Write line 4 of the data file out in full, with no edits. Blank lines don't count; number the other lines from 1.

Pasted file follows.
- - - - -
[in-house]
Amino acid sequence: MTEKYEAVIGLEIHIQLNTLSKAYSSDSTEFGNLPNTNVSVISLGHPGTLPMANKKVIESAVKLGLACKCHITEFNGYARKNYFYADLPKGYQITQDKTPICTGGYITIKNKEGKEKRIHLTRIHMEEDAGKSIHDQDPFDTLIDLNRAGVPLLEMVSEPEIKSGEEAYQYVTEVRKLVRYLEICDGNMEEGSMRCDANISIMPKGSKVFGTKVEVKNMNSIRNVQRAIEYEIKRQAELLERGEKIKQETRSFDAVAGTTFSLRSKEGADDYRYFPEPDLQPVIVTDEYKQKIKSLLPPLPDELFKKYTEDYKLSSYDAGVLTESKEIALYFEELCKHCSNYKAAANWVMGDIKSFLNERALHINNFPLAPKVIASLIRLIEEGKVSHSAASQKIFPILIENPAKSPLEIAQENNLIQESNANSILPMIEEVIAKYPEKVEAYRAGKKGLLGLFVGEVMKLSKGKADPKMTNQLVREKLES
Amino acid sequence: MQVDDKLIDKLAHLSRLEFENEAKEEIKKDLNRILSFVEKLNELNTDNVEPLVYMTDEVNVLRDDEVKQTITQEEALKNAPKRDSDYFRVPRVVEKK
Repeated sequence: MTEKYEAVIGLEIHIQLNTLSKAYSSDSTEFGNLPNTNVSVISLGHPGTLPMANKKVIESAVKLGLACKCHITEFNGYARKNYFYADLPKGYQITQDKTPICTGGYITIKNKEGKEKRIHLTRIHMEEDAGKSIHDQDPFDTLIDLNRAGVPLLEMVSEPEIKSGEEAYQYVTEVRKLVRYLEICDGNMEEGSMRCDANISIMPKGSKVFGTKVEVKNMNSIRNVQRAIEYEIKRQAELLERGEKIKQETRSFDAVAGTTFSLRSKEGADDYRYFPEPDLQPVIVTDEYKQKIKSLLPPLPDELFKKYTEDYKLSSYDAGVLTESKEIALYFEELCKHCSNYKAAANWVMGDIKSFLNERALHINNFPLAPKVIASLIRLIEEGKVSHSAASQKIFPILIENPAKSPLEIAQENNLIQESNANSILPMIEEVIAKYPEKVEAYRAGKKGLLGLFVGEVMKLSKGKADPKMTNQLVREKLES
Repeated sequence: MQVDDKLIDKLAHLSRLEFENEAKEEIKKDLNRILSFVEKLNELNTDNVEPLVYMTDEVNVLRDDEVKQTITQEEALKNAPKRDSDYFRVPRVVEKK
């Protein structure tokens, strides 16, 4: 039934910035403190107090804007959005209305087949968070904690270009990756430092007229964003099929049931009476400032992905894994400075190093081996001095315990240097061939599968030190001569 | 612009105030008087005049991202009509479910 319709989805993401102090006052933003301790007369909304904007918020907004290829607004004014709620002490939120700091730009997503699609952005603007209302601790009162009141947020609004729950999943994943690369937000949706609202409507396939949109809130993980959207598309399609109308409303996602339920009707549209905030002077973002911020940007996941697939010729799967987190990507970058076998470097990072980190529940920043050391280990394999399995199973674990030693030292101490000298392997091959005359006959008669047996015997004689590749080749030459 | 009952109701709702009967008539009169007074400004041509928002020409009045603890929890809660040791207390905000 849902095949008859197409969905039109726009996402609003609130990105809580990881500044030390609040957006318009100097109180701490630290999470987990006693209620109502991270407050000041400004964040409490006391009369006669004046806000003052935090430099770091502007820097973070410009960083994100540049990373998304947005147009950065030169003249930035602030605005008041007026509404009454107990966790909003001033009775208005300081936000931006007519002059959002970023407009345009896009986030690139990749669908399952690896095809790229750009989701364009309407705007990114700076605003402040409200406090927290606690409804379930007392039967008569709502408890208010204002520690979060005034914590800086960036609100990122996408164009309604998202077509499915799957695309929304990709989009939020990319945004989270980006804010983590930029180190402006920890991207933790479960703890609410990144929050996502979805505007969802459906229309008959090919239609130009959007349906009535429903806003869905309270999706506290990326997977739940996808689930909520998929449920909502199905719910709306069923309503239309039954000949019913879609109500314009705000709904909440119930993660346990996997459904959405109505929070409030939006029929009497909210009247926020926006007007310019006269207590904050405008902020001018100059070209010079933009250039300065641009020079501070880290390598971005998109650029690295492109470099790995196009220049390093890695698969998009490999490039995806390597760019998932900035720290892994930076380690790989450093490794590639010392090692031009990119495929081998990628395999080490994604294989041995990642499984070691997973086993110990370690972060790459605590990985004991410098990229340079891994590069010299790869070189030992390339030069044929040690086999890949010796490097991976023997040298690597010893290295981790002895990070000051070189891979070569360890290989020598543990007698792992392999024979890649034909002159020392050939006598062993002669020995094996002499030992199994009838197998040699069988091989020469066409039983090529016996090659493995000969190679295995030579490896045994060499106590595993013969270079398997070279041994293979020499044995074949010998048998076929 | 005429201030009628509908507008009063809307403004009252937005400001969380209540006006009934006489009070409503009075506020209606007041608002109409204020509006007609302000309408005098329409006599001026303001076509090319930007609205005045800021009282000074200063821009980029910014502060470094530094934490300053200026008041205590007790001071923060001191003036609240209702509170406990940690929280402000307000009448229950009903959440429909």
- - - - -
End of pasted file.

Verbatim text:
Repeated sequence: MTEKYEAVIGLEIHIQLNTLSKAYSSDSTEFGNLPNTNVSVISLGHPGTLPMANKKVIESAVKLGLACKCHITEFNGYARKNYFYADLPKGYQITQDKTPICTGGYITIKNKEGKEKRIHLTRIHMEEDAGKSIHDQDPFDTLIDLNRAGVPLLEMVSEPEIKSGEEAYQYVTEVRKLVRYLEICDGNMEEGSMRCDANISIMPKGSKVFGTKVEVKNMNSIRNVQRAIEYEIKRQAELLERGEKIKQETRSFDAVAGTTFSLRSKEGADDYRYFPEPDLQPVIVTDEYKQKIKSLLPPLPDELFKKYTEDYKLSSYDAGVLTESKEIALYFEELCKHCSNYKAAANWVMGDIKSFLNERALHINNFPLAPKVIASLIRLIEEGKVSHSAASQKIFPILIENPAKSPLEIAQENNLIQESNANSILPMIEEVIAKYPEKVEAYRAGKKGLLGLFVGEVMKLSKGKADPKMTNQLVREKLES